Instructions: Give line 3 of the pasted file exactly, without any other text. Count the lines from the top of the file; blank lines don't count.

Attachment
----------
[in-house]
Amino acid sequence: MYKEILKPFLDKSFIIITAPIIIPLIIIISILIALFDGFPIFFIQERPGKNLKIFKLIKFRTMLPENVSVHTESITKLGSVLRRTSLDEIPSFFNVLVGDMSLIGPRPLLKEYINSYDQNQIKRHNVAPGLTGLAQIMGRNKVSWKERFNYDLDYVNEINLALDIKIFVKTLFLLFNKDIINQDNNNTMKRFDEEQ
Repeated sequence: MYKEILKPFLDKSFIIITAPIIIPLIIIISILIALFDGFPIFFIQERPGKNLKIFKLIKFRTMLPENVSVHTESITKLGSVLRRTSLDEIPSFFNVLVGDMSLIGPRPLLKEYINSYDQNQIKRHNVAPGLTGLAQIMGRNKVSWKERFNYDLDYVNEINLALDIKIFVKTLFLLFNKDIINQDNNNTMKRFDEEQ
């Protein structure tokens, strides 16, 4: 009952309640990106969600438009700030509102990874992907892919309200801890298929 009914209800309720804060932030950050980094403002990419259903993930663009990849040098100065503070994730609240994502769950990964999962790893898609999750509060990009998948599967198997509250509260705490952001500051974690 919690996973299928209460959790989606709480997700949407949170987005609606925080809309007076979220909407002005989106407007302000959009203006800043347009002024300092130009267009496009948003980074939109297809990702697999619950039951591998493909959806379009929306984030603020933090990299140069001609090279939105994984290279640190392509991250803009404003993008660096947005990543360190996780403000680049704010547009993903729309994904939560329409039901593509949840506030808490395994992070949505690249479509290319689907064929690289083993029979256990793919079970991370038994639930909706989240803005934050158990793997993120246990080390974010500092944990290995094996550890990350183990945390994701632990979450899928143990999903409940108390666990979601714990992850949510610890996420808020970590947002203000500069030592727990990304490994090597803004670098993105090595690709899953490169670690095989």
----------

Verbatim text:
Repeated sequence: MYKEILKPFLDKSFIIITAPIIIPLIIIISILIALFDGFPIFFIQERPGKNLKIFKLIKFRTMLPENVSVHTESITKLGSVLRRTSLDEIPSFFNVLVGDMSLIGPRPLLKEYINSYDQNQIKRHNVAPGLTGLAQIMGRNKVSWKERFNYDLDYVNEINLALDIKIFVKTLFLLFNKDIINQDNNNTMKRFDEEQ